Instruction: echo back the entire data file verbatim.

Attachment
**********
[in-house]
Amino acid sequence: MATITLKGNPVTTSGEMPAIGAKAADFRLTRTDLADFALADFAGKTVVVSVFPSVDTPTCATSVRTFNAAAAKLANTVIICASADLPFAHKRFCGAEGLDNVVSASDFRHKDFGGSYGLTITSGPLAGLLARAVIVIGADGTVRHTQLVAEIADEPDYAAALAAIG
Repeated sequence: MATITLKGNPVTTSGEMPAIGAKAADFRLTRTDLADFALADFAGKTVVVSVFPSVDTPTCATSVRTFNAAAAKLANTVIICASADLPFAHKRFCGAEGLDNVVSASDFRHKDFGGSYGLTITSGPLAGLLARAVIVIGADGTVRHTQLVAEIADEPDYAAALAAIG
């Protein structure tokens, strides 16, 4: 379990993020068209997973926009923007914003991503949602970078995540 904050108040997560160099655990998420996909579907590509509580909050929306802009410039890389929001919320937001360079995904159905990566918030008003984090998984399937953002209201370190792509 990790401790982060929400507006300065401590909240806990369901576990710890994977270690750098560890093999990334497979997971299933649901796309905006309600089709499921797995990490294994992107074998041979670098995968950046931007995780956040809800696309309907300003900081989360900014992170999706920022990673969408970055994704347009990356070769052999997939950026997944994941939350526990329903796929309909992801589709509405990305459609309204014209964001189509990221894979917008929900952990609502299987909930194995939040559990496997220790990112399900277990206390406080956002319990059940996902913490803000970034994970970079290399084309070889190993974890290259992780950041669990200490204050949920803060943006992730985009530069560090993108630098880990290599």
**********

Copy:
[in-house]
Amino acid sequence: MATITLKGNPVTTSGEMPAIGAKAADFRLTRTDLADFALADFAGKTVVVSVFPSVDTPTCATSVRTFNAAAAKLANTVIICASADLPFAHKRFCGAEGLDNVVSASDFRHKDFGGSYGLTITSGPLAGLLARAVIVIGADGTVRHTQLVAEIADEPDYAAALAAIG
Repeated sequence: MATITLKGNPVTTSGEMPAIGAKAADFRLTRTDLADFALADFAGKTVVVSVFPSVDTPTCATSVRTFNAAAAKLANTVIICASADLPFAHKRFCGAEGLDNVVSASDFRHKDFGGSYGLTITSGPLAGLLARAVIVIGADGTVRHTQLVAEIADEPDYAAALAAIG
């Protein structure tokens, strides 16, 4: 379990993020068209997973926009923007914003991503949602970078995540 904050108040997560160099655990998420996909579907590509509580909050929306802009410039890389929001919320937001360079995904159905990566918030008003984090998984399937953002209201370190792509 990790401790982060929400507006300065401590909240806990369901576990710890994977270690750098560890093999990334497979997971299933649901796309905006309600089709499921797995990490294994992107074998041979670098995968950046931007995780956040809800696309309907300003900081989360900014992170999706920022990673969408970055994704347009990356070769052999997939950026997944994941939350526990329903796929309909992801589709509405990305459609309204014209964001189509990221894979917008929900952990609502299987909930194995939040559990496997220790990112399900277990206390406080956002319990059940996902913490803000970034994970970079290399084309070889190993974890290259992780950041669990200490204050949920803060943006992730985009530069560090993108630098880990290599």